What is SWOT

Definition: SWOT

SWOT analysis is a process that identifies an organization’s weaknesses, threats, strengths, and opportunities. It comes from the acronym in English SWOT (Strengths, Weaknesses, Opportunities and Threats).

Specifically, SWOT, also known as SWOT or DOFA, is a basic, analytical framework that assesses an organization’s strengths and weaknesses, as well as its potential opportunities and threats. It takes information from an environmental analysis and separates it into internal strengths and weaknesses, as well as their external opportunities and threats.

 

Origin of the daff analysis

It is considered that its founder was Albert S. Humphrey,who elaborated this technique in the sixties and seventies in the United States in a research of the Stanford Research Institute. What Humphey was aiming for was to discover why corporate planning fails in a company and how its competitiveness can be analyzed with respect to its competitors.

 

SWOT analysis in the company

It determines what helps the company in meeting its objectives and what obstacles need to be overcome or minimized to achieve the desired results. When using SWOT analysis, an organization has to be realistic about assessing its strengths and weaknesses. This analysis needs to examine where the organization stands today and where it can be placed in the future with a proper business plan.

The SWOT should remain specific, avoiding grey areas and focusing on analysis in relation to competition. For example, how do the organization’s products and services compare to those of the competition? SWOT analysis should be short and simple, and should avoid complexity and over-analysis, as much of the information is subjective. Therefore, it should be used as a guide and not as a recipe.

Weaknesses, threats, strengths and opportunities

A distinction must be made between internal and external factors, i.e. the first two are entirely dependent on the company and the two external ones are variable.

  • Weaknesses:Prevent an organization from performing at its optimal level. They have the potential to reduce progress or bring an advantage to the competition. An organization needs to minimize weaknesses and analyze how they can be improved. An insufficient supply network or lack of capital are examples of weaknesses.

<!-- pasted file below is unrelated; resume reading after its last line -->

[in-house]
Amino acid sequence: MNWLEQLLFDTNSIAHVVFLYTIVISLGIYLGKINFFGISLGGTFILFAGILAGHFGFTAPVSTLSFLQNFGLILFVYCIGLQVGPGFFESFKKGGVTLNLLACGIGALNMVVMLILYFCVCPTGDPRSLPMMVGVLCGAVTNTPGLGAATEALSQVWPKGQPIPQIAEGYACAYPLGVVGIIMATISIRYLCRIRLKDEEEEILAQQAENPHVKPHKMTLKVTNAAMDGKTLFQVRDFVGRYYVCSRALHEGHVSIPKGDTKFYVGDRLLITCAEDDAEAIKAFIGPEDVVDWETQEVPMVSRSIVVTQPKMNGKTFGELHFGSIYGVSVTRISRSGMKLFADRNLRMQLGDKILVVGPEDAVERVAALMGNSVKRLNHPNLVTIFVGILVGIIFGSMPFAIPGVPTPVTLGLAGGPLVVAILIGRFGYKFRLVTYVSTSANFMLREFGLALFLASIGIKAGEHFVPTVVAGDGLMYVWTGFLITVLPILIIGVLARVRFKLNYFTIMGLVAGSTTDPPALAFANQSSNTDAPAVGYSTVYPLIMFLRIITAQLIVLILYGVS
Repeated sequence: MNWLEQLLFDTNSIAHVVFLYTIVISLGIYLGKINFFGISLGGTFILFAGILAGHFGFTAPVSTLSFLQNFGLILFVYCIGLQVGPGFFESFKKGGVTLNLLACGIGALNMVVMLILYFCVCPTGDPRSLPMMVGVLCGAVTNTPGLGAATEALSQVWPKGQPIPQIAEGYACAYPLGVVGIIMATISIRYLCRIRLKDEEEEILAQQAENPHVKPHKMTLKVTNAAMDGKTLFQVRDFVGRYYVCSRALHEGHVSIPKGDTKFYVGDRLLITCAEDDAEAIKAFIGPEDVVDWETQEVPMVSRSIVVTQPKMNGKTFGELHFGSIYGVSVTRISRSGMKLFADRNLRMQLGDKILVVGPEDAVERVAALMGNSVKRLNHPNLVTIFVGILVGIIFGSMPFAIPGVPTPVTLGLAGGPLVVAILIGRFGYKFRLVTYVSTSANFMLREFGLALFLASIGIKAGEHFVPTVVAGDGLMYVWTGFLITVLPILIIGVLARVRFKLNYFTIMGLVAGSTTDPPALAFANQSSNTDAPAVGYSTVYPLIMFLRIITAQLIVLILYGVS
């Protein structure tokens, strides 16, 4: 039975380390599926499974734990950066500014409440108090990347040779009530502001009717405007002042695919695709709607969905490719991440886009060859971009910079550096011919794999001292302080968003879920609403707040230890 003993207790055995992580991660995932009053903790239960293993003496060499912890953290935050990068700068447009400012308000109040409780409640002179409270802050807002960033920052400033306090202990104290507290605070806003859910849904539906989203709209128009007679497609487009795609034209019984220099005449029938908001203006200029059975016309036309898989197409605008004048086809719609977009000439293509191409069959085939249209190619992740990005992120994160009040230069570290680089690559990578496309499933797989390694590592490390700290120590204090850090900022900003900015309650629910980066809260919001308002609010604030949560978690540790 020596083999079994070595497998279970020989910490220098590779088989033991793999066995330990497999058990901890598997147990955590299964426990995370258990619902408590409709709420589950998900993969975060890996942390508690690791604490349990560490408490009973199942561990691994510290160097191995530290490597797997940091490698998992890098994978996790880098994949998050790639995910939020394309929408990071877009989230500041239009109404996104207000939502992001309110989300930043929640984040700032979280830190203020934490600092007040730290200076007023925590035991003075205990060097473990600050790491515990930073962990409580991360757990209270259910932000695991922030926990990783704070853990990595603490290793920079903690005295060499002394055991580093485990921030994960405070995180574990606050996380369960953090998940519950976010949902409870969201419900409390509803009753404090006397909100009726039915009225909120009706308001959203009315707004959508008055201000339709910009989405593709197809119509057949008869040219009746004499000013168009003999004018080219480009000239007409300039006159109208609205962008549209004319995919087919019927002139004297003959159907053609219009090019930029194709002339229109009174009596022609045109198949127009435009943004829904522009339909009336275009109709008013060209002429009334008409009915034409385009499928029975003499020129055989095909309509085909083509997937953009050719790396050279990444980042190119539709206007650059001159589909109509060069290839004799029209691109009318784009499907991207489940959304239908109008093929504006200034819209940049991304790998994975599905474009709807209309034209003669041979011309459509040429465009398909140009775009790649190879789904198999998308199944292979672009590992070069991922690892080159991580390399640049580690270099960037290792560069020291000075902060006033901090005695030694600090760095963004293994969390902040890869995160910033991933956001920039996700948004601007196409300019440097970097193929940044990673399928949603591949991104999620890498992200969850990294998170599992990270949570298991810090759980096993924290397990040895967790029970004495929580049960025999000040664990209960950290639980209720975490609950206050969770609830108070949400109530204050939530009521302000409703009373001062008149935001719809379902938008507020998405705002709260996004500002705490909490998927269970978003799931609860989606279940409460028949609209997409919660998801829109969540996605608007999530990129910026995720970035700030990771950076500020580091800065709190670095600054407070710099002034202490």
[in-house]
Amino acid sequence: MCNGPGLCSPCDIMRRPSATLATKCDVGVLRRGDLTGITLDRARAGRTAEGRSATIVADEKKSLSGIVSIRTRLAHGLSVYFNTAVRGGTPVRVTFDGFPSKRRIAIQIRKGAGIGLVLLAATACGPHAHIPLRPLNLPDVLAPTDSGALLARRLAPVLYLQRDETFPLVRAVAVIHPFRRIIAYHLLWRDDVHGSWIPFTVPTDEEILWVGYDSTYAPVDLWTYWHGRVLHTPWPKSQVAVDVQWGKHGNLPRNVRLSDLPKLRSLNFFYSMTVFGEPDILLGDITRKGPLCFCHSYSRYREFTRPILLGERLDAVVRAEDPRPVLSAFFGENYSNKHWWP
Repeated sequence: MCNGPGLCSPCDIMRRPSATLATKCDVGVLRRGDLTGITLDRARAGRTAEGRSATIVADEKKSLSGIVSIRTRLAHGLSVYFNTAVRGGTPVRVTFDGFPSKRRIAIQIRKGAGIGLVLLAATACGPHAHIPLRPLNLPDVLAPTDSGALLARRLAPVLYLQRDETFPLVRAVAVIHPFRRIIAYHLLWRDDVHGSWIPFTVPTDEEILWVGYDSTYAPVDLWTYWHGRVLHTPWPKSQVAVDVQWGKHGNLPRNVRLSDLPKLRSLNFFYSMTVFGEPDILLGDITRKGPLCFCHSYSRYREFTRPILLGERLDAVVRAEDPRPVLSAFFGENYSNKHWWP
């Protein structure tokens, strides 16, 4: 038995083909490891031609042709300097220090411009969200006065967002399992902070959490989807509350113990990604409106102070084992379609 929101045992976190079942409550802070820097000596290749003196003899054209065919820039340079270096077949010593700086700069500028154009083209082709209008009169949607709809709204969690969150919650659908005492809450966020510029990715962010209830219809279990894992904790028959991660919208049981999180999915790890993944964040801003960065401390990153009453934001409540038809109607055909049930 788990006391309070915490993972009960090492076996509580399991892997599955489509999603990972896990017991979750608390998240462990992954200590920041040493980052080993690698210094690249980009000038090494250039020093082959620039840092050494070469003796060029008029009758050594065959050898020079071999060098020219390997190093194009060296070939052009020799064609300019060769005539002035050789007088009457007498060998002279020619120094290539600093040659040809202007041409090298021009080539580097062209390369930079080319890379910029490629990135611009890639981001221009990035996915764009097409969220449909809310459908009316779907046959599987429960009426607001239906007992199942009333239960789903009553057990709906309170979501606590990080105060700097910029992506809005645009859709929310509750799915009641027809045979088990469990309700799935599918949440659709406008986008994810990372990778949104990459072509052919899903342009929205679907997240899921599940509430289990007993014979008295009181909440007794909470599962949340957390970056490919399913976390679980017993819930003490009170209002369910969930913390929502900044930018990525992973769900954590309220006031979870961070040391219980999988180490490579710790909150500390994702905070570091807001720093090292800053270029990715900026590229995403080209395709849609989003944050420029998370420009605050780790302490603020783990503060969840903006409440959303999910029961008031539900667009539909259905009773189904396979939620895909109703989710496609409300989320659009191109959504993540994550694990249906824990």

• Strengths:describe what an organization excels at, allowing decisions to be made in a way that gains a competitive advantage. For example, a hedge fund may have developed a self-employed trading strategy that returns superior results compared to its competitors. Next, you need to decide how to use those superior results to attract new capital from investors.
  • Threats: are all those factors that have the potential to negatively affect an organization. For example, a drought is a threat to a wheat producing company, as it can destroy or reduce the yield of a crop. Market share is likely to be lost if a competitor has not diversified its operations in terms of location. It is prudent for an organization to have a comprehensive contingency plan that addresses potential risks and specifies how to deal with them.
  • Opportunities:Refer to favorable external factors that an organization can use to take advantage. For example, an automaker may be able to export its cars in a new market if tariffs in a country are substantially reduced. This will make it likely that sales and market share will increase, which can create a competitive advantage in terms of scale.

Internal analysis and external analysis

To detect the strengths and weaknesses of a company according to the SWOT method, an internal analysis must be carried out before making the decision of what type of business strategy you want to apply. In this regard, the following factors must be carefully studied:

  • Production
  • Marketing efficiency
  • The organization of the company
  • The template
  • Financial resources

After knowing in depth what the situation of a company is, the next step is to know the external factors that can determine its strategy and that are framed in:

  • The market
  • The sector
  • The competition
  • The environment

Strategies applicable after SWOT analysis

In order to perform a SWOT analysis correctly, a company must first define which is the business strategy that best suits the achievement of its objectives. This decision will depend on the internal situation of the organization, the competition, the moment that the specific sector is going through and the general economic situation. Taking into account all these factors, we can define four types of strategies:

  • Defensive strategies. They are applied when the objective is to enhance internal strengths to combat an external threat, which happens when there is a lot of competition or a crisis occurs in the specific sector.
  • Offensive strategies. It is the strategy adopted by leading companies in a sector with new launches at a specific time when the market layout favors it. They are based on maximizing both strength and opportunity.
  • Reorientation strategies. It is a set of actions designed to overcome weaknesses in order to take advantage of the opportunities offered by the market.
  • Survival strategies. It is the option aimed at avoiding threats and minimizing weaknesses in a crisis situation, although combating external threats without having sufficient internal strength sometimes becomes a nightmare. In this case, many experts recommend waiting for the changes that have produced the crisis in the sector to take hold before making decisions.